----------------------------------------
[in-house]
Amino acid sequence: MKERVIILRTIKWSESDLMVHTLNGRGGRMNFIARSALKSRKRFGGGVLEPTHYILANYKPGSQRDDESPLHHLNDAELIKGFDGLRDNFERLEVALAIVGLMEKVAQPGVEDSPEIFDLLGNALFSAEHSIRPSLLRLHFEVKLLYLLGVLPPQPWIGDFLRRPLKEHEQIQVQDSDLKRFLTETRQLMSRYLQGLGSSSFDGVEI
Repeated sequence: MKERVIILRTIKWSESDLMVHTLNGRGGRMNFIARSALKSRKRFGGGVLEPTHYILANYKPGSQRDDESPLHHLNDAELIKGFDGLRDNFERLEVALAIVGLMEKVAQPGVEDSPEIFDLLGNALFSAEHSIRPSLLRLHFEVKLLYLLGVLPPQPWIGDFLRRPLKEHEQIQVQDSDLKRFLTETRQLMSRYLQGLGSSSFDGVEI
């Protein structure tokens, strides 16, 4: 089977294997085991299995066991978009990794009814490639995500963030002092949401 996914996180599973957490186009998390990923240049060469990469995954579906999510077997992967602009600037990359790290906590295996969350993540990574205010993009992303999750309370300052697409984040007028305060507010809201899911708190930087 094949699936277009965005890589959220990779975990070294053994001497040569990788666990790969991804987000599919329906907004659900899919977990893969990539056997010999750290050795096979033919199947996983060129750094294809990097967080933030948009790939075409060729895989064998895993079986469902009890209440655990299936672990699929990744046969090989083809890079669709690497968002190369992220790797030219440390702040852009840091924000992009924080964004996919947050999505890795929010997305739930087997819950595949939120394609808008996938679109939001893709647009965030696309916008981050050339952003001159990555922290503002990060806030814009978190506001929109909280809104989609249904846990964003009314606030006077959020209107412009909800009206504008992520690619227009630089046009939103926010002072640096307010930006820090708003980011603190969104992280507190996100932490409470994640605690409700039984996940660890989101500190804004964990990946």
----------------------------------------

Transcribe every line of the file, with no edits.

[in-house]
Amino acid sequence: MKERVIILRTIKWSESDLMVHTLNGRGGRMNFIARSALKSRKRFGGGVLEPTHYILANYKPGSQRDDESPLHHLNDAELIKGFDGLRDNFERLEVALAIVGLMEKVAQPGVEDSPEIFDLLGNALFSAEHSIRPSLLRLHFEVKLLYLLGVLPPQPWIGDFLRRPLKEHEQIQVQDSDLKRFLTETRQLMSRYLQGLGSSSFDGVEI
Repeated sequence: MKERVIILRTIKWSESDLMVHTLNGRGGRMNFIARSALKSRKRFGGGVLEPTHYILANYKPGSQRDDESPLHHLNDAELIKGFDGLRDNFERLEVALAIVGLMEKVAQPGVEDSPEIFDLLGNALFSAEHSIRPSLLRLHFEVKLLYLLGVLPPQPWIGDFLRRPLKEHEQIQVQDSDLKRFLTETRQLMSRYLQGLGSSSFDGVEI
């Protein structure tokens, strides 16, 4: 089977294997085991299995066991978009990794009814490639995500963030002092949401 996914996180599973957490186009998390990923240049060469990469995954579906999510077997992967602009600037990359790290906590295996969350993540990574205010993009992303999750309370300052697409984040007028305060507010809201899911708190930087 094949699936277009965005890589959220990779975990070294053994001497040569990788666990790969991804987000599919329906907004659900899919977990893969990539056997010999750290050795096979033919199947996983060129750094294809990097967080933030948009790939075409060729895989064998895993079986469902009890209440655990299936672990699929990744046969090989083809890079669709690497968002190369992220790797030219440390702040852009840091924000992009924080964004996919947050999505890795929010997305739930087997819950595949939120394609808008996938679109939001893709647009965030696309916008981050050339952003001159990555922290503002990060806030814009978190506001929109909280809104989609249904846990964003009314606030006077959020209107412009909800009206504008992520690619227009630089046009939103926010002072640096307010930006820090708003980011603190969104992280507190996100932490409470994640605690409700039984996940660890989101500190804004964990990946």